We have known for a while that a warren of cottontail rabbits live on our little piece of earth. Whenever we come home after dark, there always seems to be at least one in the lane or in the front yard. It is an amazing feat that they keep from getting caught by one of the six dogs that share the same nine acres.
One spring-like afternoon my six-year-old son and I were cleaning out the workshop. As we were going in and out I noticed that one of the backyard dogs was attempting to dig under the chain link fence. Since this was an unusual exercise for him I knew he must think he had something cornered so I went to check it out. It could have been anything from a snake to a skunk. Peering over the fence, it took me a few minutes to see what he was obsessing over.
A few feet away from the fence, I saw a nest of old hay, bits of newspaper and what appeared to be clumps of white hair probably shed from the very same curious dog. Immediately I thought it must be a ratís nest. Yuck! Having once stared eye to eye with a rat, I did not look upon the nest with anything but trepidation and aversion. So, I took a long stick and reached over the fence and poked the nest.
Immediately there was a high-pitched squeal and a little body arched itself up out of the nest. All I could see was a fuzzy soft white and gray belly and I knew immediately that it was not a rat. Withdrawing the stick quickly, I hoped that I had not hurt the baby rabbit. Too late.
As soon as the little rabbit recovered to the point it could get off its back, it ran straight at the fence. Knowing that was not a good choice, I began yelling at the two backyard dogs that were, of course, right behind me to “Get! Get!” True to their very natures, they did not mind me.
So there I was, jumping around and screaming like a mad woman, one tiny rabbit running straight at two big salivating dogs when here come all its littermates ≠ two, three, four and I think five. The jumping and screaming frenzy increased. With me yelling “No! No! No!” The dogs were chasing six-inch rabbits while my son stood watching it all as if it were some crazy cartoon he could hardly believe was happening right in front of him!
Trying to chase after little-bitty scared rabbits whose littermates are in the jaws of giant canines is a lost cause. The ones that escaped had scattered to corners unknown after they ran between my feet. Both dogs had one rabbit each. I saw the direction another had run but could not find it. I just stood there and cried. What else could I do? I could not beat the dogs ≠ they were only doing what they were genetically inclined to do. I could not even take the rabbits away from them ≠ what was the point? They were already dead and after all, canines are carnivores.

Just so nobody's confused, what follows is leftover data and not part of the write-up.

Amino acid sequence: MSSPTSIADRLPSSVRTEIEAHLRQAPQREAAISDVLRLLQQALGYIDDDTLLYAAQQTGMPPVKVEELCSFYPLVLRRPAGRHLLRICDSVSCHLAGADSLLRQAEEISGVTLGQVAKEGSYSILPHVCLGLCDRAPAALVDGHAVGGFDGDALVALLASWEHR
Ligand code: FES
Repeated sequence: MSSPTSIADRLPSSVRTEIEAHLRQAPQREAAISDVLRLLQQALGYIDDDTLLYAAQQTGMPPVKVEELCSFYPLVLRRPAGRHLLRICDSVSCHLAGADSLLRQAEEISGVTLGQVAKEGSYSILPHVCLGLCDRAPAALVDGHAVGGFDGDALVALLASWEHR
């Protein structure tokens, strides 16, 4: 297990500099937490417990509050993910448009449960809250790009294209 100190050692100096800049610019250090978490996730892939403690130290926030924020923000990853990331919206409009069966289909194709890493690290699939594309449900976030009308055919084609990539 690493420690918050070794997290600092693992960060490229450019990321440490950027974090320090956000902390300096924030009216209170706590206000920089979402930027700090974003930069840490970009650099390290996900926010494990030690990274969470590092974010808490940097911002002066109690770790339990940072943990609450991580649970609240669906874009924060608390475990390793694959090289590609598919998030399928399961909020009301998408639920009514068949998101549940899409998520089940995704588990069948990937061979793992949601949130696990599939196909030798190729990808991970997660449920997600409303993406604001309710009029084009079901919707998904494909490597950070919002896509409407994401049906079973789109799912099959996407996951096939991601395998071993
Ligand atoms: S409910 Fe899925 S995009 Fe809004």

Seeing my tears, my son stormed through the gate with a stick in his hand and a determined look on his face. I saw immediately that he was about to punish some dogs. Quickly jumping to the dogs’ defense I tried to explain the hierarchy of the animal world. I struggled to explain that it was the natural order of things ≠ the way that God made it.
A couple of things bothered me about the whole thing. When a dog kills a rabbit it is a natural event and I could handle that but the whole thing was provoked because I interfered. How often do we unknowingly meddle with nature and create havoc?
But then, what if the nest had been full of baby rats? Would it have bothered me that the dogs ate two of them? No, but it might have bothered me that the others escaped!
When taking a Christian Ethics class for my masterís program, one of the subjects we studied was the sanctity of life. If we say we believe that all life is sacred do we believe thatall life is sacred? Or do we have a level at which we determine that a particular form of life is not sacred?
Some people believe that life is sacred as long as blood flows. Others believe that there is a right to choose regarding abortion or suicide. Some believe those who take a life should have their own taken away. And then it gets messy ≠ some people believe abortion is wrong but the death penalty is right ≠ or vice versa.
My own views are very conflicting ≠ I am a vegetarian who believes in another womanís right to choose yet I am personally against the death penalty and war. It is a very convoluted subject. I do know one thing ≠ I do not like to be a part of the reason that a death occurs ≠ no matter what natural order it follows.